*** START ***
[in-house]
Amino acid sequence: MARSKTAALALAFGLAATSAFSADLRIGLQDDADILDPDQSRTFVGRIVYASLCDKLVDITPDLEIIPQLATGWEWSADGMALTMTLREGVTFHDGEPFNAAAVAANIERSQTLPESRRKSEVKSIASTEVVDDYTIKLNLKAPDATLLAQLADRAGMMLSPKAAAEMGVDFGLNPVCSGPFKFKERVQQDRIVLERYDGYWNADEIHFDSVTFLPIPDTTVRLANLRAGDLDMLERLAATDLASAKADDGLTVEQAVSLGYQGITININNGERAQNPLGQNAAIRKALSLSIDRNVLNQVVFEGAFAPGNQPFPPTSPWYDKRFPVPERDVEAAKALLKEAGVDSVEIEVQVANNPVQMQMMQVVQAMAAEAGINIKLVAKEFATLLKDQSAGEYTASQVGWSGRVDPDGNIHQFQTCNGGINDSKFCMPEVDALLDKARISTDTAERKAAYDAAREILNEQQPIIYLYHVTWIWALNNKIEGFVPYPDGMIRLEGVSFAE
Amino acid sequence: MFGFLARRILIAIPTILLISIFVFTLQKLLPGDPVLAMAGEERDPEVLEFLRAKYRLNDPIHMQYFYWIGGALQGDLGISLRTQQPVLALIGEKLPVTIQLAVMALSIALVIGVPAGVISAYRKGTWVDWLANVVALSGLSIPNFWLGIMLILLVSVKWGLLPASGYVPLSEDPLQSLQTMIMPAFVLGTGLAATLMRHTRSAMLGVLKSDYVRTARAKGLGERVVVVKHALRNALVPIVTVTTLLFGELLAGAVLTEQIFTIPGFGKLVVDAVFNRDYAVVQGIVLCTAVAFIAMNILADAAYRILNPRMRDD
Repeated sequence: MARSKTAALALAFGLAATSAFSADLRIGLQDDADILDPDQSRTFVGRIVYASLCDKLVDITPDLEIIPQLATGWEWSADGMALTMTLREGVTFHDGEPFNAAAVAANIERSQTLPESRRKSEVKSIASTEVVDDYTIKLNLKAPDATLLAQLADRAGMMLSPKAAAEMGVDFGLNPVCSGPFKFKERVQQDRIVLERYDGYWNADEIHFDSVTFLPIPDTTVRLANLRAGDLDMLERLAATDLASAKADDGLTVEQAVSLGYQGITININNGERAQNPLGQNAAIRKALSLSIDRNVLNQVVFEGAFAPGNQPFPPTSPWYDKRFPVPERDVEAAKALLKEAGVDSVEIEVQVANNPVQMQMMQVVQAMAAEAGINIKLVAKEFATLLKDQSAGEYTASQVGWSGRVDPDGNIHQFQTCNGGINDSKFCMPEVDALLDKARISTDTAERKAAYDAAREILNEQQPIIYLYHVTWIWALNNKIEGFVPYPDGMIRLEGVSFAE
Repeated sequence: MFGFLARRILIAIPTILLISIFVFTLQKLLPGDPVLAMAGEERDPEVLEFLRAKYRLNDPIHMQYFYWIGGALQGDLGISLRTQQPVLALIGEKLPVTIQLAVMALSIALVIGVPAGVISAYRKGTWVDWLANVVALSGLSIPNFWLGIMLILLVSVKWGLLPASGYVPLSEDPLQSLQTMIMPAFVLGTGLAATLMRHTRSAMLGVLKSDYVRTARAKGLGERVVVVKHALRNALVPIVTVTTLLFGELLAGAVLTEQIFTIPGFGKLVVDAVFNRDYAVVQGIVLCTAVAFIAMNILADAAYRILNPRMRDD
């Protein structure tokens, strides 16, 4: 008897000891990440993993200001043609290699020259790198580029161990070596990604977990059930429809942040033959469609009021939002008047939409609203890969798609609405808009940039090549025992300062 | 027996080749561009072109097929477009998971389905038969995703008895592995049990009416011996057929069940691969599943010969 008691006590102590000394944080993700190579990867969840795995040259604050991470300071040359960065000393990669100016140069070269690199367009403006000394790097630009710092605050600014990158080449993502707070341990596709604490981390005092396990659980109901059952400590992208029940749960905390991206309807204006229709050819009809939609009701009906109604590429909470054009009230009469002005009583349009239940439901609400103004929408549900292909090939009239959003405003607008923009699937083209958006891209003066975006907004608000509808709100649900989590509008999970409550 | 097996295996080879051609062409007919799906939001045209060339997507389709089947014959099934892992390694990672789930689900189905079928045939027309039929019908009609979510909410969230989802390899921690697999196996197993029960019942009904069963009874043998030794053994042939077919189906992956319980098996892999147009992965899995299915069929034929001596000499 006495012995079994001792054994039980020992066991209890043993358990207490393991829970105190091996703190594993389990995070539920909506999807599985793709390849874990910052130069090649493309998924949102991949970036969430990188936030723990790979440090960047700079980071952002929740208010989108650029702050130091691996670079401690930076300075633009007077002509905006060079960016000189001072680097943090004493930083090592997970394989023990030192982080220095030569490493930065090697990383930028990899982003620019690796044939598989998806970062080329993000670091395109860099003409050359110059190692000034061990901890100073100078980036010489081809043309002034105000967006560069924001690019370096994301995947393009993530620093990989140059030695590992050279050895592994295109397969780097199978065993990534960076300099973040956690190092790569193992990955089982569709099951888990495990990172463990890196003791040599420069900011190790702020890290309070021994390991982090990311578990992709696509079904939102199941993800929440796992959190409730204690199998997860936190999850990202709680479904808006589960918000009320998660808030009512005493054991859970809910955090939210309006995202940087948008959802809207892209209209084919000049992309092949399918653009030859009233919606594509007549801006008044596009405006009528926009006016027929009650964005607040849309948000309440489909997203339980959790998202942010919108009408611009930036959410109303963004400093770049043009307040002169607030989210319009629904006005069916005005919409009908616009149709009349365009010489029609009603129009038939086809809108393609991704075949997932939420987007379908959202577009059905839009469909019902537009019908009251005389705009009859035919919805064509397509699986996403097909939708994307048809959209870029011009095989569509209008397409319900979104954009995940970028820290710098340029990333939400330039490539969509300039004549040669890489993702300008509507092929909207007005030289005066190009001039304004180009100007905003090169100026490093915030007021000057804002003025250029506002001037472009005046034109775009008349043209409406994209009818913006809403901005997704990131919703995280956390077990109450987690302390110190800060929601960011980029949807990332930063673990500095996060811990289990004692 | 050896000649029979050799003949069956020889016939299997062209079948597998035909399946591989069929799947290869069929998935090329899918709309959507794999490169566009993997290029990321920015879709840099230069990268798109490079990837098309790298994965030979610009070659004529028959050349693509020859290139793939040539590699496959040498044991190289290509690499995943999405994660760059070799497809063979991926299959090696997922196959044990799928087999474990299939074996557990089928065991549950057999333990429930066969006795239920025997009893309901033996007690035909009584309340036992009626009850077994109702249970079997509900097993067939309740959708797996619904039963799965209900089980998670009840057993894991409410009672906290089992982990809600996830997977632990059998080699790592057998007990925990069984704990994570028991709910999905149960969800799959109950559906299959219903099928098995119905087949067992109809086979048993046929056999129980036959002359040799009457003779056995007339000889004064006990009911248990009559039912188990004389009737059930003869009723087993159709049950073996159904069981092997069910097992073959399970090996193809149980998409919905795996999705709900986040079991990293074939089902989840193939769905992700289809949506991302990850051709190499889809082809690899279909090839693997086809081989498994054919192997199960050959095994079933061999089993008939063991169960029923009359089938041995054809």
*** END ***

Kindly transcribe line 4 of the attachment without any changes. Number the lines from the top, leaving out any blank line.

Repeated sequence: MARSKTAALALAFGLAATSAFSADLRIGLQDDADILDPDQSRTFVGRIVYASLCDKLVDITPDLEIIPQLATGWEWSADGMALTMTLREGVTFHDGEPFNAAAVAANIERSQTLPESRRKSEVKSIASTEVVDDYTIKLNLKAPDATLLAQLADRAGMMLSPKAAAEMGVDFGLNPVCSGPFKFKERVQQDRIVLERYDGYWNADEIHFDSVTFLPIPDTTVRLANLRAGDLDMLERLAATDLASAKADDGLTVEQAVSLGYQGITININNGERAQNPLGQNAAIRKALSLSIDRNVLNQVVFEGAFAPGNQPFPPTSPWYDKRFPVPERDVEAAKALLKEAGVDSVEIEVQVANNPVQMQMMQVVQAMAAEAGINIKLVAKEFATLLKDQSAGEYTASQVGWSGRVDPDGNIHQFQTCNGGINDSKFCMPEVDALLDKARISTDTAERKAAYDAAREILNEQQPIIYLYHVTWIWALNNKIEGFVPYPDGMIRLEGVSFAE